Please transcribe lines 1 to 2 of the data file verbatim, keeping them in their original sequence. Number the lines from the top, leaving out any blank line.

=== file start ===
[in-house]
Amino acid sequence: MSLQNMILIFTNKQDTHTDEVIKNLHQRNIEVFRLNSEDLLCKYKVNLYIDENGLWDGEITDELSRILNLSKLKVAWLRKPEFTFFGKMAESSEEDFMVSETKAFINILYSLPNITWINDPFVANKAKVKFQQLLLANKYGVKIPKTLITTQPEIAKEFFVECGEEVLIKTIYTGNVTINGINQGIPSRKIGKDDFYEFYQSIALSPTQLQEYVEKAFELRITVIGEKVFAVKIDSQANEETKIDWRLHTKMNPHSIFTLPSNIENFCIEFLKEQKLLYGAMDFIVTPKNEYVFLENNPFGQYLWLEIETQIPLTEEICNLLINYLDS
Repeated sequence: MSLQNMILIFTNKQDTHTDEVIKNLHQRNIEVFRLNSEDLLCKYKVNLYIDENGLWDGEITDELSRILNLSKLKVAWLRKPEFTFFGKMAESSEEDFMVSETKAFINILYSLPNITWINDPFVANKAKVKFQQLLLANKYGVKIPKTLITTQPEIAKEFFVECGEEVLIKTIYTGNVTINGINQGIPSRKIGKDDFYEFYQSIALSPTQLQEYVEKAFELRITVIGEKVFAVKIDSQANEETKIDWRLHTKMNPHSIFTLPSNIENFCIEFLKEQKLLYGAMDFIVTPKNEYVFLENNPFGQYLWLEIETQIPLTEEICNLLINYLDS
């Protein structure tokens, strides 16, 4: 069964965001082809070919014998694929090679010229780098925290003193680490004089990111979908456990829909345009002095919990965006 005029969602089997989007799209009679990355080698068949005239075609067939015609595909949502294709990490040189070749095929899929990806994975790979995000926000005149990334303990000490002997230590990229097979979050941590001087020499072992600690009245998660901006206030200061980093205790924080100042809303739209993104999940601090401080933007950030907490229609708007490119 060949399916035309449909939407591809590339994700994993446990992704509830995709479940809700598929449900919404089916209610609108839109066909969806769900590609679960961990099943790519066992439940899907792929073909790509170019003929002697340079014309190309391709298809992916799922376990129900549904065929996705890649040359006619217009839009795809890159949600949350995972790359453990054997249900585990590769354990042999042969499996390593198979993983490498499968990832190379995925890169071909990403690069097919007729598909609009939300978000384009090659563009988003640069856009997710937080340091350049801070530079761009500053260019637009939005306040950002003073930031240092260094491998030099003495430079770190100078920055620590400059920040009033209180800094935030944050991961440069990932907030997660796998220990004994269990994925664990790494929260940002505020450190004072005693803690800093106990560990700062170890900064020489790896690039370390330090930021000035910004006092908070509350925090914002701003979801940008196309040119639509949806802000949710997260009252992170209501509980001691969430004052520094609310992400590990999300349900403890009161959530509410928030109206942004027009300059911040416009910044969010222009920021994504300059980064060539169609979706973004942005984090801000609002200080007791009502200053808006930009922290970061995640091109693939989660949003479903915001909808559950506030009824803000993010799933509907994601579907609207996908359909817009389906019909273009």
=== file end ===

[in-house]
Amino acid sequence: MSLQNMILIFTNKQDTHTDEVIKNLHQRNIEVFRLNSEDLLCKYKVNLYIDENGLWDGEITDELSRILNLSKLKVAWLRKPEFTFFGKMAESSEEDFMVSETKAFINILYSLPNITWINDPFVANKAKVKFQQLLLANKYGVKIPKTLITTQPEIAKEFFVECGEEVLIKTIYTGNVTINGINQGIPSRKIGKDDFYEFYQSIALSPTQLQEYVEKAFELRITVIGEKVFAVKIDSQANEETKIDWRLHTKMNPHSIFTLPSNIENFCIEFLKEQKLLYGAMDFIVTPKNEYVFLENNPFGQYLWLEIETQIPLTEEICNLLINYLDS